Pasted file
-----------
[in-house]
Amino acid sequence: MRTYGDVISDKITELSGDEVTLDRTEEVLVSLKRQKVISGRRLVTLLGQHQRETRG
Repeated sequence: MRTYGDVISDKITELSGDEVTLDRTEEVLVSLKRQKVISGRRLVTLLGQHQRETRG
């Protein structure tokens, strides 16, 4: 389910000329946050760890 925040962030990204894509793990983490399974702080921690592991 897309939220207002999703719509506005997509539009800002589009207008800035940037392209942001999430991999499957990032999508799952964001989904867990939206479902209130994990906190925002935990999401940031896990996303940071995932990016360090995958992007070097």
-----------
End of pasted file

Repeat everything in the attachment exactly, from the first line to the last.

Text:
[in-house]
Amino acid sequence: MRTYGDVISDKITELSGDEVTLDRTEEVLVSLKRQKVISGRRLVTLLGQHQRETRG
Repeated sequence: MRTYGDVISDKITELSGDEVTLDRTEEVLVSLKRQKVISGRRLVTLLGQHQRETRG
């Protein structure tokens, strides 16, 4: 389910000329946050760890 925040962030990204894509793990983490399974702080921690592991 897309939220207002999703719509506005997509539009800002589009207008800035940037392209942001999430991999499957990032999508799952964001989904867990939206479902209130994990906190925002935990999401940031896990996303940071995932990016360090995958992007070097």